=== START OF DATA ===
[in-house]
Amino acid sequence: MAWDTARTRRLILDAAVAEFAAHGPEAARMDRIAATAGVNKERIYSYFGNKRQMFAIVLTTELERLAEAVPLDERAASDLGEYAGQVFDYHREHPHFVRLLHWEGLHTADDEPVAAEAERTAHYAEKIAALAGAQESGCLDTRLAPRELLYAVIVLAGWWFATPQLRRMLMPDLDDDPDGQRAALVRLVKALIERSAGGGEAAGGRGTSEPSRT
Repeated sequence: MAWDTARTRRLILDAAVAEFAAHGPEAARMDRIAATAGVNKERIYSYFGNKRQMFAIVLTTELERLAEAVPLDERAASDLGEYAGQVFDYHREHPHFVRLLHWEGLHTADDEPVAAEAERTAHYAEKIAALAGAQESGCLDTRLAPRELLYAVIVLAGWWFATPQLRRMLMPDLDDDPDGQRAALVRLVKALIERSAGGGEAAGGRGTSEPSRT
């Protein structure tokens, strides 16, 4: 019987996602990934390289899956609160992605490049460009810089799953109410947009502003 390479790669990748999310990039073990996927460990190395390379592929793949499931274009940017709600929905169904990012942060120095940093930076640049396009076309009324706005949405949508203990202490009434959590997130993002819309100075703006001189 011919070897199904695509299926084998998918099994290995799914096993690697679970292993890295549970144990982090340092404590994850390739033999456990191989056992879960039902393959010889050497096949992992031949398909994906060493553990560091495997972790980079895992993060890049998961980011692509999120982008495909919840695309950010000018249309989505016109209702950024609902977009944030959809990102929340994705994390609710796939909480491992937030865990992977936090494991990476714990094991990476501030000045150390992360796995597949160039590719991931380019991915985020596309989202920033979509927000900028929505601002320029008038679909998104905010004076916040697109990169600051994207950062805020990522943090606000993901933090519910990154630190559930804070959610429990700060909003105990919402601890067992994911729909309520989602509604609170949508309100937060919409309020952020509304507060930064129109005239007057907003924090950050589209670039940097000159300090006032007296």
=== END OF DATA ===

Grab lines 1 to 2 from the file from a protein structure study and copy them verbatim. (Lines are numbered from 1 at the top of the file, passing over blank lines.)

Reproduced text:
[in-house]
Amino acid sequence: MAWDTARTRRLILDAAVAEFAAHGPEAARMDRIAATAGVNKERIYSYFGNKRQMFAIVLTTELERLAEAVPLDERAASDLGEYAGQVFDYHREHPHFVRLLHWEGLHTADDEPVAAEAERTAHYAEKIAALAGAQESGCLDTRLAPRELLYAVIVLAGWWFATPQLRRMLMPDLDDDPDGQRAALVRLVKALIERSAGGGEAAGGRGTSEPSRT